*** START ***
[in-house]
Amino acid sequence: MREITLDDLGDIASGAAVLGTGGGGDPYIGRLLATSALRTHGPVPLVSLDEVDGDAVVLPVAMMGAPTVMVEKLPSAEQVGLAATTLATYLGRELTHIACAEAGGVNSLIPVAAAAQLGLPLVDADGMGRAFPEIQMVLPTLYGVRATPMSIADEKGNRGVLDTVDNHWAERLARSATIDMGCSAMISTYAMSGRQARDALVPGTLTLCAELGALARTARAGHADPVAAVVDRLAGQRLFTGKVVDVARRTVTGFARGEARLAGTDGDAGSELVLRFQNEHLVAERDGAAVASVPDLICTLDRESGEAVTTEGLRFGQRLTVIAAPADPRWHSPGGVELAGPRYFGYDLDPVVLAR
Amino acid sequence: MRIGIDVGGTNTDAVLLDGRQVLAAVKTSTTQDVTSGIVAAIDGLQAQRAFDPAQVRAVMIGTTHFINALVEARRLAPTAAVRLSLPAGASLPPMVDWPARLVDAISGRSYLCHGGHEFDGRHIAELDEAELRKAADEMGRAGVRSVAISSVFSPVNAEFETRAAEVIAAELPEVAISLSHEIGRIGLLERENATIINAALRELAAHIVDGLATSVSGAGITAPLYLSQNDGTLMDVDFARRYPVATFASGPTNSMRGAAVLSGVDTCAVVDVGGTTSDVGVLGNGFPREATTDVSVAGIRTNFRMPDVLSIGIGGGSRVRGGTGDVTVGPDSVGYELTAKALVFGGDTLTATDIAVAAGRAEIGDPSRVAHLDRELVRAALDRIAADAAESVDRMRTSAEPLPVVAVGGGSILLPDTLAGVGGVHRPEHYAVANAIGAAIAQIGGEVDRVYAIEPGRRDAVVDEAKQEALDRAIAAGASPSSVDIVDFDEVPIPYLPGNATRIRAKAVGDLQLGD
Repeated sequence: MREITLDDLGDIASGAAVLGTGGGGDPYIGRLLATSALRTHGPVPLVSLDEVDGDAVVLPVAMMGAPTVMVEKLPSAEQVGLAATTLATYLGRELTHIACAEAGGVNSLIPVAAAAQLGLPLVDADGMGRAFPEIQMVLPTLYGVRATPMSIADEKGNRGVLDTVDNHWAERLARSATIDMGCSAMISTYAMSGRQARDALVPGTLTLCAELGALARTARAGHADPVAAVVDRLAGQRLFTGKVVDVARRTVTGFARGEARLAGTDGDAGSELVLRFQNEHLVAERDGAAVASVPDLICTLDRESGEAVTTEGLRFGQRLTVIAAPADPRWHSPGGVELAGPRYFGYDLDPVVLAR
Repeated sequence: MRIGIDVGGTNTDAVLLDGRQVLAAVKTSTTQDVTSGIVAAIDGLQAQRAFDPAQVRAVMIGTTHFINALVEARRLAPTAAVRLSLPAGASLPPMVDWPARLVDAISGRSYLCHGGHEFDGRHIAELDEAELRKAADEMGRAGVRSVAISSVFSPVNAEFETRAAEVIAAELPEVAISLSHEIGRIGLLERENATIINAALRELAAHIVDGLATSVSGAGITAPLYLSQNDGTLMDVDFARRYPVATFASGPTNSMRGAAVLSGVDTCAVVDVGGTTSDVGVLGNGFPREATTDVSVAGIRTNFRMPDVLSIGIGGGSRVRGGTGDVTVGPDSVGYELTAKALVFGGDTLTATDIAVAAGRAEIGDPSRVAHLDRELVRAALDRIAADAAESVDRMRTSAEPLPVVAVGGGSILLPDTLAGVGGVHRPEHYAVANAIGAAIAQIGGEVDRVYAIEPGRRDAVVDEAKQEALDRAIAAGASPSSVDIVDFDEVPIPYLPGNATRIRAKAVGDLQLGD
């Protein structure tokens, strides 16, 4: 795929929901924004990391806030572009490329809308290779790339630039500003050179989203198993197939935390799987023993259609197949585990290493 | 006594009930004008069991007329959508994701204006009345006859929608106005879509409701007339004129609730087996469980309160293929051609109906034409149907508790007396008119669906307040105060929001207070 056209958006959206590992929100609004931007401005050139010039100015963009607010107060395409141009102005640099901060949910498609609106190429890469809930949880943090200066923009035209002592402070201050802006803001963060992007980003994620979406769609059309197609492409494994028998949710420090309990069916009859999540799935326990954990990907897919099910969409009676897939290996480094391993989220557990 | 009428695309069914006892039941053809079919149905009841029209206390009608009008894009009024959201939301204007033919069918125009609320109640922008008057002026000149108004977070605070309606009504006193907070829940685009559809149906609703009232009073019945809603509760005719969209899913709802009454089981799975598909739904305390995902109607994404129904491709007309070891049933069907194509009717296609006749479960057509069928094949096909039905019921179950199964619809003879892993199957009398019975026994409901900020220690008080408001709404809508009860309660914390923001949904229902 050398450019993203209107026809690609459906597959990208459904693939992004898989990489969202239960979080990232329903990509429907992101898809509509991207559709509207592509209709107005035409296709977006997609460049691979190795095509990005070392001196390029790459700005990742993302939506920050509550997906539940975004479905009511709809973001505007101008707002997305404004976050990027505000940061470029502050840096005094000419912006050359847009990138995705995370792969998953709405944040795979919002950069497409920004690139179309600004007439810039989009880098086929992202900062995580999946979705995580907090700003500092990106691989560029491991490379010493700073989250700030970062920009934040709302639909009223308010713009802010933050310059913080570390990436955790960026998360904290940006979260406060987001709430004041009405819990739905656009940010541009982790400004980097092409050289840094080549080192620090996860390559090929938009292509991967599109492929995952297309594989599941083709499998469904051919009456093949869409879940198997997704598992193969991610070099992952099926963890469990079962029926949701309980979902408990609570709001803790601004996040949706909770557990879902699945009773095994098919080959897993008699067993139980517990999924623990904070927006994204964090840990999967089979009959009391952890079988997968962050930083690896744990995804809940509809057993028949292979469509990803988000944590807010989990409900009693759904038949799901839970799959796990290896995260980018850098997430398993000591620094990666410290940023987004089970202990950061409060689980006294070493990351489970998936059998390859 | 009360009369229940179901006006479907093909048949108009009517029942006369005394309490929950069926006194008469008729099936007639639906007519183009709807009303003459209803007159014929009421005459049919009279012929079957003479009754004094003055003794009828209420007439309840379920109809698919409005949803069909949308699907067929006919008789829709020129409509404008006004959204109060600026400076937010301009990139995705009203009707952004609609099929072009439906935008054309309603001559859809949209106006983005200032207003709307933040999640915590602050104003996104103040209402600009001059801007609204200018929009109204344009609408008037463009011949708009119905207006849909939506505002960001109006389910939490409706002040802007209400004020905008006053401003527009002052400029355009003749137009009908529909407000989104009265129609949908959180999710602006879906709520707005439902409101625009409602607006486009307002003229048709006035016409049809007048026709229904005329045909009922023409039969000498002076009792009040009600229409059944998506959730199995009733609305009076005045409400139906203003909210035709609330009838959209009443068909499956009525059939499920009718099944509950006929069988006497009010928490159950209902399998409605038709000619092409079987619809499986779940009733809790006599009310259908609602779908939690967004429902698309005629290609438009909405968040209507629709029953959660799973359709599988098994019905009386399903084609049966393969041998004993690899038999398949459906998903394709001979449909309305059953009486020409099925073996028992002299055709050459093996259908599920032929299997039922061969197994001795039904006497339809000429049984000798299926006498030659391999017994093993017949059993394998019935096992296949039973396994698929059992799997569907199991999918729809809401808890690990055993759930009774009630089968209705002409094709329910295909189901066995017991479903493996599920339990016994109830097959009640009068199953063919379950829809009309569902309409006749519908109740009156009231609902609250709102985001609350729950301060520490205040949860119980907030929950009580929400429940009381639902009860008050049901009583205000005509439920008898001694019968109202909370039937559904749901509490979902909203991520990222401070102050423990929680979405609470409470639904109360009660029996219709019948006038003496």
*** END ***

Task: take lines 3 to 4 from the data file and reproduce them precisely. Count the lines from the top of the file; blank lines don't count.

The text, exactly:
Amino acid sequence: MRIGIDVGGTNTDAVLLDGRQVLAAVKTSTTQDVTSGIVAAIDGLQAQRAFDPAQVRAVMIGTTHFINALVEARRLAPTAAVRLSLPAGASLPPMVDWPARLVDAISGRSYLCHGGHEFDGRHIAELDEAELRKAADEMGRAGVRSVAISSVFSPVNAEFETRAAEVIAAELPEVAISLSHEIGRIGLLERENATIINAALRELAAHIVDGLATSVSGAGITAPLYLSQNDGTLMDVDFARRYPVATFASGPTNSMRGAAVLSGVDTCAVVDVGGTTSDVGVLGNGFPREATTDVSVAGIRTNFRMPDVLSIGIGGGSRVRGGTGDVTVGPDSVGYELTAKALVFGGDTLTATDIAVAAGRAEIGDPSRVAHLDRELVRAALDRIAADAAESVDRMRTSAEPLPVVAVGGGSILLPDTLAGVGGVHRPEHYAVANAIGAAIAQIGGEVDRVYAIEPGRRDAVVDEAKQEALDRAIAAGASPSSVDIVDFDEVPIPYLPGNATRIRAKAVGDLQLGD
Repeated sequence: MREITLDDLGDIASGAAVLGTGGGGDPYIGRLLATSALRTHGPVPLVSLDEVDGDAVVLPVAMMGAPTVMVEKLPSAEQVGLAATTLATYLGRELTHIACAEAGGVNSLIPVAAAAQLGLPLVDADGMGRAFPEIQMVLPTLYGVRATPMSIADEKGNRGVLDTVDNHWAERLARSATIDMGCSAMISTYAMSGRQARDALVPGTLTLCAELGALARTARAGHADPVAAVVDRLAGQRLFTGKVVDVARRTVTGFARGEARLAGTDGDAGSELVLRFQNEHLVAERDGAAVASVPDLICTLDRESGEAVTTEGLRFGQRLTVIAAPADPRWHSPGGVELAGPRYFGYDLDPVVLAR